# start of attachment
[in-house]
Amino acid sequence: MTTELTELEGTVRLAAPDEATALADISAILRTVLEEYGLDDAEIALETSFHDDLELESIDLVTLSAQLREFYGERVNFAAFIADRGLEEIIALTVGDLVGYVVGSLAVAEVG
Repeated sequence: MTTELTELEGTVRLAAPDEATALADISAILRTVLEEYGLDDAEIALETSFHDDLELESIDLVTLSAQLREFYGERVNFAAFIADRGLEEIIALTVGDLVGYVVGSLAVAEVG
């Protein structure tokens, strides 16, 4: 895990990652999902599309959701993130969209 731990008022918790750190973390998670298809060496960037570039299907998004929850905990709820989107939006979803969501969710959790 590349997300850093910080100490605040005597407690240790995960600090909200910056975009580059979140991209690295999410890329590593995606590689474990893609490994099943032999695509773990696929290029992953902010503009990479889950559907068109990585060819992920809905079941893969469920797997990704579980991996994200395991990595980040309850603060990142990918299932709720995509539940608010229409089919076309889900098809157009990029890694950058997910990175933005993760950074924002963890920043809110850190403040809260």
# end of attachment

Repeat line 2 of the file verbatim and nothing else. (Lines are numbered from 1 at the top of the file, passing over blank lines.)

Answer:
Amino acid sequence: MTTELTELEGTVRLAAPDEATALADISAILRTVLEEYGLDDAEIALETSFHDDLELESIDLVTLSAQLREFYGERVNFAAFIADRGLEEIIALTVGDLVGYVVGSLAVAEVG